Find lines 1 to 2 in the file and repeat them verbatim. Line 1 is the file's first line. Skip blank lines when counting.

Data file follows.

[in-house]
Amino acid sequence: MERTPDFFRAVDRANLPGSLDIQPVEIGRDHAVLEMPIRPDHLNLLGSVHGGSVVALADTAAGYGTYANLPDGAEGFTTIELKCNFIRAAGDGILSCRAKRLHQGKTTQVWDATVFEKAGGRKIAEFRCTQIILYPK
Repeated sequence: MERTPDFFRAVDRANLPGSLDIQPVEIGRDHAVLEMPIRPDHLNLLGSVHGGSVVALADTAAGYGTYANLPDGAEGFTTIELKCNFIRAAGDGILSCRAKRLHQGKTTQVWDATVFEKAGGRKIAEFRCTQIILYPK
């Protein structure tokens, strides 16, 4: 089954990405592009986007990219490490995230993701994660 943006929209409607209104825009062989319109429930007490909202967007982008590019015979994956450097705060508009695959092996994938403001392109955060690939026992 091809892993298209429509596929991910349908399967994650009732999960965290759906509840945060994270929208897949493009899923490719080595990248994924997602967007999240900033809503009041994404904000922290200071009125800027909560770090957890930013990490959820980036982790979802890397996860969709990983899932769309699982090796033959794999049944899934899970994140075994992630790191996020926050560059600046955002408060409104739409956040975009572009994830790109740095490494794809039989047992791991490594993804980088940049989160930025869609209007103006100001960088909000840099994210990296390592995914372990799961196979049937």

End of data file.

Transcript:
[in-house]
Amino acid sequence: MERTPDFFRAVDRANLPGSLDIQPVEIGRDHAVLEMPIRPDHLNLLGSVHGGSVVALADTAAGYGTYANLPDGAEGFTTIELKCNFIRAAGDGILSCRAKRLHQGKTTQVWDATVFEKAGGRKIAEFRCTQIILYPK